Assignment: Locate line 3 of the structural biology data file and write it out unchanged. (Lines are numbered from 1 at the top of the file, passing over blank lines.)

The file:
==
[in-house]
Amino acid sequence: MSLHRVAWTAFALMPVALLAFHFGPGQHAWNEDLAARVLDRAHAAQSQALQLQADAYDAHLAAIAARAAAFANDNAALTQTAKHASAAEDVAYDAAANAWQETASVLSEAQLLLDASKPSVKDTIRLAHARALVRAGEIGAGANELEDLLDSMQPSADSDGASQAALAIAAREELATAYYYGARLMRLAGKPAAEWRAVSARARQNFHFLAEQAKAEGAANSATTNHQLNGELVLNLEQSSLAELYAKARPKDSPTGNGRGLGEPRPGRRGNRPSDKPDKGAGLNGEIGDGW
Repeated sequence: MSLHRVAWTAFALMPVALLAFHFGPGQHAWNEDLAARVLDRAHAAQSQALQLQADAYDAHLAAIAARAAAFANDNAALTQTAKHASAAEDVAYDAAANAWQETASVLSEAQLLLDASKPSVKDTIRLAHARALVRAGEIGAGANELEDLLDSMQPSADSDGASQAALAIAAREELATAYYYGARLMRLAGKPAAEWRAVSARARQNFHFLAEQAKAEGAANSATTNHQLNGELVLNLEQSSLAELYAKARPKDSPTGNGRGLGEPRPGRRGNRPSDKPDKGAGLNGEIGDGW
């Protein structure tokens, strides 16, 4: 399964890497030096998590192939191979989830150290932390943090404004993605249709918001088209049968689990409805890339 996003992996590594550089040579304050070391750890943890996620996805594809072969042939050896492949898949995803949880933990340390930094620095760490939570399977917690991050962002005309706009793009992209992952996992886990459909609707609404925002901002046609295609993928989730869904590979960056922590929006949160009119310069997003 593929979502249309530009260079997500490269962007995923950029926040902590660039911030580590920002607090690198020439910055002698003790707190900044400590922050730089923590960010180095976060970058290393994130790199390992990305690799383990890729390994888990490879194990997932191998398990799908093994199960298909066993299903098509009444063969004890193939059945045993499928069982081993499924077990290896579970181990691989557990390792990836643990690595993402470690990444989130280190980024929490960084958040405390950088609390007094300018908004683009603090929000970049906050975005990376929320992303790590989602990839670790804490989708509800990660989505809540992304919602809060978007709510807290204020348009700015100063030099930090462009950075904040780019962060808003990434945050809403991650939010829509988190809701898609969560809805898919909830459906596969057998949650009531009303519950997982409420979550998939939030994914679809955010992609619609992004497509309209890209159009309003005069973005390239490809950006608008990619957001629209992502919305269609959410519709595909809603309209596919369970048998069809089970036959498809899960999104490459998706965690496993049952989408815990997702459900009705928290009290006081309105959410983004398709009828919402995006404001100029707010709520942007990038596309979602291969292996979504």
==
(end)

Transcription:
Repeated sequence: MSLHRVAWTAFALMPVALLAFHFGPGQHAWNEDLAARVLDRAHAAQSQALQLQADAYDAHLAAIAARAAAFANDNAALTQTAKHASAAEDVAYDAAANAWQETASVLSEAQLLLDASKPSVKDTIRLAHARALVRAGEIGAGANELEDLLDSMQPSADSDGASQAALAIAAREELATAYYYGARLMRLAGKPAAEWRAVSARARQNFHFLAEQAKAEGAANSATTNHQLNGELVLNLEQSSLAELYAKARPKDSPTGNGRGLGEPRPGRRGNRPSDKPDKGAGLNGEIGDGW